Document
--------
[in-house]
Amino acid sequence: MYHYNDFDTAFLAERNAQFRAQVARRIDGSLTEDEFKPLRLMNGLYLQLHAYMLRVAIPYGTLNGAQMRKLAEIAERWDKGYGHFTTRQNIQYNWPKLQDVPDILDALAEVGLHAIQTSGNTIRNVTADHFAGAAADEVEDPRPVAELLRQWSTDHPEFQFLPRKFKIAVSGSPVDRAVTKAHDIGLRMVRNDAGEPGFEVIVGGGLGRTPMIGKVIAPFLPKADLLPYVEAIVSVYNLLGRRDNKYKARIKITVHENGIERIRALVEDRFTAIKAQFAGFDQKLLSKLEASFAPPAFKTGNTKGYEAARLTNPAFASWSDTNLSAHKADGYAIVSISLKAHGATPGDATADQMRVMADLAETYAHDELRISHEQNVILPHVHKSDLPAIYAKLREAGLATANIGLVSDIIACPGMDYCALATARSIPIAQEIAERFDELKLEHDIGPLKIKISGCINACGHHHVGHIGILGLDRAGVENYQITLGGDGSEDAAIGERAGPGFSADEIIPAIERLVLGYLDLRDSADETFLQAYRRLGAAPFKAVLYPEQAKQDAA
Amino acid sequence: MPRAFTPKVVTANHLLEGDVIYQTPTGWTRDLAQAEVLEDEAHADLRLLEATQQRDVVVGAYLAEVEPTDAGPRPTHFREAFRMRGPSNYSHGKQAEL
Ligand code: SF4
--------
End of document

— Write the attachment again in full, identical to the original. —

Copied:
[in-house]
Amino acid sequence: MYHYNDFDTAFLAERNAQFRAQVARRIDGSLTEDEFKPLRLMNGLYLQLHAYMLRVAIPYGTLNGAQMRKLAEIAERWDKGYGHFTTRQNIQYNWPKLQDVPDILDALAEVGLHAIQTSGNTIRNVTADHFAGAAADEVEDPRPVAELLRQWSTDHPEFQFLPRKFKIAVSGSPVDRAVTKAHDIGLRMVRNDAGEPGFEVIVGGGLGRTPMIGKVIAPFLPKADLLPYVEAIVSVYNLLGRRDNKYKARIKITVHENGIERIRALVEDRFTAIKAQFAGFDQKLLSKLEASFAPPAFKTGNTKGYEAARLTNPAFASWSDTNLSAHKADGYAIVSISLKAHGATPGDATADQMRVMADLAETYAHDELRISHEQNVILPHVHKSDLPAIYAKLREAGLATANIGLVSDIIACPGMDYCALATARSIPIAQEIAERFDELKLEHDIGPLKIKISGCINACGHHHVGHIGILGLDRAGVENYQITLGGDGSEDAAIGERAGPGFSADEIIPAIERLVLGYLDLRDSADETFLQAYRRLGAAPFKAVLYPEQAKQDAA
Amino acid sequence: MPRAFTPKVVTANHLLEGDVIYQTPTGWTRDLAQAEVLEDEAHADLRLLEATQQRDVVVGAYLAEVEPTDAGPRPTHFREAFRMRGPSNYSHGKQAEL
Ligand code: SF4